Hands-on with Smite Rivals: a rapid real-time card game that you can play anywhere

Smite Rivals hands-on

Announced at Hi-Rez Expo 2017 was Smite Rivals, a new experiment that combines PC and mobile devices. It’s billed as a Collectable Card Arena, but what that means in non-buzzword speak is something that feels like the skeleton of a MOBA, played 1v1, with a deck of cards. Oh, and it’s in real time. Forget making ponderous, careful decisions: Smite Rivals requires you to throw down cards like they’re machine gun bullets. 

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The playable build at Hi-Rez Expo is demoed on huge iPad Pros, but the game will be available on PC through a client. The idea is that you can play on PC and continue right where you left off on your phone or tablet while on the move. From that you can probably already foresee the kind of match times we’re talking: quick ones.

Smite Rivals has more in common with the core game than you may expect, especially after the closed beta launch of the more Hearthstone-like Smite Tactics. As in a MOBA there are three lanes, each crowned with a tower, which defend the Titan in your home base. Minion creeps march down said lanes, and the idea is to break through the turrets in order to defeat the enemy Titan. You do this by deploying cards, which turn into characters in-lane and automatically march towards the enemy.

As with Tactics, card decks are made up of a variety of gods, monsters, and spells. Thor strides forward swinging his hammer in deadly arcs, while a Manticore can shoot fire breath into adjacent lanes. Health erodes quickly; your character likely won’t make it to the end of a lane on their lonesome, so throwing numerous units at a single lane often feels like the only way to destroy its turret and open the gate to the enemy Titan.

Of course, there are limits on what you can do. Cards, as in other CCGs, are paid for in mana, which is a constantly regenerating resource in this real-time environment. It gives the game a different dynamic. Do you wait to collect enough mana to play a more powerful card – and thus leave a lane unpopulated – or throw out numerous low-cost cards that will act as a meatshield for your turrets, but likely do little to damage the enemy?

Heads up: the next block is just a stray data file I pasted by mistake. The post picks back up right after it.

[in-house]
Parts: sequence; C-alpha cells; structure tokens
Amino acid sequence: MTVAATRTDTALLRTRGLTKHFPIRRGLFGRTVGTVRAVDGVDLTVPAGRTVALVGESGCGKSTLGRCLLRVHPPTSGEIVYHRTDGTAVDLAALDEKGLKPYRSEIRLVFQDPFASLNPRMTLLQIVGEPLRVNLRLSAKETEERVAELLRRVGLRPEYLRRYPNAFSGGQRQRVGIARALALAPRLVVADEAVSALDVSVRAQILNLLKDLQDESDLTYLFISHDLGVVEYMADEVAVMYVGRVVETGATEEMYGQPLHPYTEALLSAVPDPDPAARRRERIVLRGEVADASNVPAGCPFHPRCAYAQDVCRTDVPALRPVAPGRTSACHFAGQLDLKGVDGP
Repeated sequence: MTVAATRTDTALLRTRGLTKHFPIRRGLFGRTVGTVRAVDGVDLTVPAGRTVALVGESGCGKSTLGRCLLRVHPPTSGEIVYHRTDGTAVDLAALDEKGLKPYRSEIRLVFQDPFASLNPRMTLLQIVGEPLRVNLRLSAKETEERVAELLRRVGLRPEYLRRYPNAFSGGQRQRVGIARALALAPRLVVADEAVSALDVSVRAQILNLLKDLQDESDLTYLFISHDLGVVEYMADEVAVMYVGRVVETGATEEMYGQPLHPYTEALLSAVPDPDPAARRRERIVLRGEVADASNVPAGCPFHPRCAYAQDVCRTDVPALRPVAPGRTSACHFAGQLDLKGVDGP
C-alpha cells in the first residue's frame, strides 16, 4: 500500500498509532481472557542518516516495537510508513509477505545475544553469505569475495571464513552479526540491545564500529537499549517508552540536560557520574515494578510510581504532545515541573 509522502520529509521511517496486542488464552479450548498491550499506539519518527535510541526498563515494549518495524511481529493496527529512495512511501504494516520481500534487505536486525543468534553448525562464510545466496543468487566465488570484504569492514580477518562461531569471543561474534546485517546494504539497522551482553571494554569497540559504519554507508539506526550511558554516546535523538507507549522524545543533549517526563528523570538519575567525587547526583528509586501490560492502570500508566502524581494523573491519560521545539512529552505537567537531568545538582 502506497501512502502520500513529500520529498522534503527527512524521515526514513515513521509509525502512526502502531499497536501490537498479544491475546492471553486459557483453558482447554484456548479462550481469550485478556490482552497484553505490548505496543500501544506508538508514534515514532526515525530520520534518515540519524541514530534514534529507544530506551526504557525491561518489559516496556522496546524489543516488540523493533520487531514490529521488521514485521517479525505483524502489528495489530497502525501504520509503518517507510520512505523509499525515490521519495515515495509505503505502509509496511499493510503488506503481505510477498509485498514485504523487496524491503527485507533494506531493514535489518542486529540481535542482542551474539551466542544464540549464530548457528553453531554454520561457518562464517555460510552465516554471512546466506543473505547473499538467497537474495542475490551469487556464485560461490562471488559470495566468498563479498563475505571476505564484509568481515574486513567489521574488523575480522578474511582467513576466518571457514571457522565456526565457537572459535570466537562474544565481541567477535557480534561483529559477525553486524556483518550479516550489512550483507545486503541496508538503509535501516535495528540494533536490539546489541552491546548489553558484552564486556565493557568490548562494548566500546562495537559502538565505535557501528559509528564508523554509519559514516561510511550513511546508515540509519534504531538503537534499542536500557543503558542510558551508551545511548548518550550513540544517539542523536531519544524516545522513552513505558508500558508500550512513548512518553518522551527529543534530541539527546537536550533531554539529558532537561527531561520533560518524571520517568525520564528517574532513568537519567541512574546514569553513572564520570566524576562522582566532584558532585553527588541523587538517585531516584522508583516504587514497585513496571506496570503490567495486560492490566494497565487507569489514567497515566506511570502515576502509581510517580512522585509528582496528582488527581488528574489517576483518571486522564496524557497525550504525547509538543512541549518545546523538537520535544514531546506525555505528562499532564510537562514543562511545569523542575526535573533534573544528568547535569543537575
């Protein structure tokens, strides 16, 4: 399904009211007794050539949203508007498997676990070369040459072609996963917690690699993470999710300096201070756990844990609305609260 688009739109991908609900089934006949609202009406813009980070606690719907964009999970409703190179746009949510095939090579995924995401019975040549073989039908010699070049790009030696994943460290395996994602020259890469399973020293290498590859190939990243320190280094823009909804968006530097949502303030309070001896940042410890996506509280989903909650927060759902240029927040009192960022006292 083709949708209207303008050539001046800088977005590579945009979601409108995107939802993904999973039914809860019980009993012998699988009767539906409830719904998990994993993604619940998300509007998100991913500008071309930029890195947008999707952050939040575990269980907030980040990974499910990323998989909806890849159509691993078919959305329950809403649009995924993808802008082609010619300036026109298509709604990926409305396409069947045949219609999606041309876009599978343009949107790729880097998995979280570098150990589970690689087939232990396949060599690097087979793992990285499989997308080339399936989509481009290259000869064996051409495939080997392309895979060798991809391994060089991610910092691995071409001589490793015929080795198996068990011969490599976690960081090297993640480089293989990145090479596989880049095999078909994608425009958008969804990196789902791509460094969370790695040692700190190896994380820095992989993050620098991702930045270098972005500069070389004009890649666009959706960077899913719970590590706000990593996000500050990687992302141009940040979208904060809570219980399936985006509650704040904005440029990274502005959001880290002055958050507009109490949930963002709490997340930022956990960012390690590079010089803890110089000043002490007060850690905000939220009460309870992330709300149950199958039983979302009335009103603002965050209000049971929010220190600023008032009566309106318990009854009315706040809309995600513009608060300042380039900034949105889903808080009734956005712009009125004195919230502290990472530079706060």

Show floors are not the greatest places to be introduced to a brand new game, but after just one match I’d got the hang of how Rivals worked. I realised that ranged units can defend both the lane they are in and the one running parallel, and that defences can be bolstered by playing cards that build turrets in the ‘jungle’ area between lanes. There’s a card that summons a lightning storm, but it takes a few seconds to summon, so you need to target it a little lower down the lane in order for it to strike where the enemy will be.

Smite Rivals Loki art

My first match against one of the development team was a humiliating defeat. My second, third, and fourth were hard-fought draws. For every character they sent marching down the lane, I deployed something that I discovered could counter or overwhelm them. While it was difficult to inflict any lasting damage (only in one match did I manage to reduce a tower to rubble and march on the Titan), I quickly learnt how to not lose. And that’s testament to how intuitive Rivals is, despite being an unfamiliar design.

Part of me wonders how much longevity Rivals can have; not many big studio attempts at mobile gaming stays in the memory long. For all the pandemonium over Pokemon Go, it sort of feels like last summer’s novelty now. Plus there’s the fact this is a simple, touch-control designed game that’s on PC. Is that enough for the incredibly demanding PC crowd? But there’s certainly shades of Plants vs Zombies to Smite Rivals’ almost tower defence mechanics, and PopCap had incredible success there. Using the lore that Smite die-hards love, and allowing them to continue playing without the need to lug a gaming laptop on the bus, perhaps Rivals is well placed to carve its own little niche.